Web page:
You say that such a being could just change the evil into the good if he so wished. Yes. But that would be unjust, as I explained. It is not for me to change you into the person I want you to be, is it? If I did that - if I had an idea about how I'd like you to be, and had as well the power to make you answer to it and exercised it - I'd be doing wrong, yes? So why do you think it would be okay for God to do so? Or, to put it another way, given God clearly doesn't approve of us behaving in that manner, why do you think God approves of himself behaving in that manner?

    God wants us to be certain sorts of people. But he's omnibenevolent so he's not going to just make us be those sorts of people, is he? What notion of omnibenevolence is that?
  • Philosophim
    1.2k
    Perhaps the part you do not understand is that what is good is independent from something with power.
    — Philosophim

    I have no idea what that means.
    Bartricks

    And that's the entire problem your argument runs into. Morality is a set of constraints on what we should or should not do, independent of our power. An omnipotent being could change it, or defy it, but then it wouldn't be perfectly good. That is the part you are missing.

    God makes morality.Bartricks
    Then God is not an Omnibenevolent being. Its a being that simply creates laws for others to live by. If God says, "It is good to torture your babies and eat them," then that's a law. It doesn't mean God is perfectly good. What is good is independent of God, that is why God is omnibenevolent. God follows what is good, despite being all powerful.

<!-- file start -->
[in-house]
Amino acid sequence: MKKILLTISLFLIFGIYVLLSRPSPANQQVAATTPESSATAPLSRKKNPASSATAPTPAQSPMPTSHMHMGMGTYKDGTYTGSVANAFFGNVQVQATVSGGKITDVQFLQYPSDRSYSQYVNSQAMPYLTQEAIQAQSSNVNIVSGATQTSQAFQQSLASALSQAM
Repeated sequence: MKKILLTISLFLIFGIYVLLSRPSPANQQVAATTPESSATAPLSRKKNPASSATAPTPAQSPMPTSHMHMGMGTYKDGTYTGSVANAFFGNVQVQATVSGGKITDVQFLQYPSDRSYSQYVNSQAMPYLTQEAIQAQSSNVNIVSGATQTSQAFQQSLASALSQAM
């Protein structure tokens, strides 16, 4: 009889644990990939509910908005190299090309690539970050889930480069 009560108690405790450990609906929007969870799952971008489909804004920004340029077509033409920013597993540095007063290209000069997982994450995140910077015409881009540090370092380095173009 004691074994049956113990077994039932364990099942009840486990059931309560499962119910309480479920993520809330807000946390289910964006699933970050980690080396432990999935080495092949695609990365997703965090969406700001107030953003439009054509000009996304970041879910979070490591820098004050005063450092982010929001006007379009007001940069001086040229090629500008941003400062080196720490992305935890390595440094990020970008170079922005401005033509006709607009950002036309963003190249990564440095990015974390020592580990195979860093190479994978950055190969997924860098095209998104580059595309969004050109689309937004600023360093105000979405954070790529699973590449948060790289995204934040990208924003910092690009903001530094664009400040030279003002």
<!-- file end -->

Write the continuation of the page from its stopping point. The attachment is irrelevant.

You are speaking in terms that are not omnibenevolent. You are saying morality is "might makes right". If you create an all powerful being that makes rules for humanity live by, and punishes them because that's what the God wants to do, that's not an omnibenevolent being. It would be just as disingenuous as if I started limiting God's omnipotence or omniscience. If you do that, you're not understanding that the God in the problem of evil is all powerful, all knowing, and all good.
  • Bartricks
    5k
    And that's the entire problem your argument runs into. Morality is a set of constraints on what we should or should not do, independent of our power. An omnipotent being could change it, or defy it, but then it wouldn't be perfectly good. That is the part you are missing.Philosophim

    Er, no, it is not a problem. It is called 'divine command theory' - it's a metaethical theory about the fundamental nature of morality. According to this view - the view that is compatible with God's omnipotence - moral directives are directives of God. So there is no external constraint - God makes na act wrong by issuing a directive not to do it. That directive 'is' its wrongness. And moral values are God's values - that is, if God values something, then it is thereby made morally valuable, for the property of being morally good and the property of being valued by God are one and the same. (this is not 'might makes right' incidentally; it's 'Reason' makes right - and Reason is God....has to be, else God won't be omnipotent).